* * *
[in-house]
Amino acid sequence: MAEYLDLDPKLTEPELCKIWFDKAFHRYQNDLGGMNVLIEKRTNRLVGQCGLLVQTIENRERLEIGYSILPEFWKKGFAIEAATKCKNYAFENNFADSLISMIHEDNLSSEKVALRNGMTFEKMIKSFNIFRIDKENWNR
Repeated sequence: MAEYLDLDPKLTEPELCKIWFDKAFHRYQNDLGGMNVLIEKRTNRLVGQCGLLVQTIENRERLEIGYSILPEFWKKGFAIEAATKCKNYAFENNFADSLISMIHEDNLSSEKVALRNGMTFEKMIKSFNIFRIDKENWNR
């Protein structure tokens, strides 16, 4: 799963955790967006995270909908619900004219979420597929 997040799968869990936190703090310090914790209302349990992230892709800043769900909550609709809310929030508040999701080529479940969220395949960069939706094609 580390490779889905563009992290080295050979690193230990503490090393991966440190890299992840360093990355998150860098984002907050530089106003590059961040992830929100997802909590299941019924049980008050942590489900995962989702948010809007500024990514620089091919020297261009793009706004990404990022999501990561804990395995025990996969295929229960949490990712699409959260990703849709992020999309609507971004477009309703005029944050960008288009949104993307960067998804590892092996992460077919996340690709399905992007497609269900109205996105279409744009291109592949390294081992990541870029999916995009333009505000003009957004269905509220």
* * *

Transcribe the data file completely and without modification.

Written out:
[in-house]
Amino acid sequence: MAEYLDLDPKLTEPELCKIWFDKAFHRYQNDLGGMNVLIEKRTNRLVGQCGLLVQTIENRERLEIGYSILPEFWKKGFAIEAATKCKNYAFENNFADSLISMIHEDNLSSEKVALRNGMTFEKMIKSFNIFRIDKENWNR
Repeated sequence: MAEYLDLDPKLTEPELCKIWFDKAFHRYQNDLGGMNVLIEKRTNRLVGQCGLLVQTIENRERLEIGYSILPEFWKKGFAIEAATKCKNYAFENNFADSLISMIHEDNLSSEKVALRNGMTFEKMIKSFNIFRIDKENWNR
């Protein structure tokens, strides 16, 4: 799963955790967006995270909908619900004219979420597929 997040799968869990936190703090310090914790209302349990992230892709800043769900909550609709809310929030508040999701080529479940969220395949960069939706094609 580390490779889905563009992290080295050979690193230990503490090393991966440190890299992840360093990355998150860098984002907050530089106003590059961040992830929100997802909590299941019924049980008050942590489900995962989702948010809007500024990514620089091919020297261009793009706004990404990022999501990561804990395995025990996969295929229960949490990712699409959260990703849709992020999309609507971004477009309703005029944050960008288009949104993307960067998804590892092996992460077919996340690709399905992007497609269900109205996105279409744009291109592949390294081992990541870029999916995009333009505000003009957004269905509220």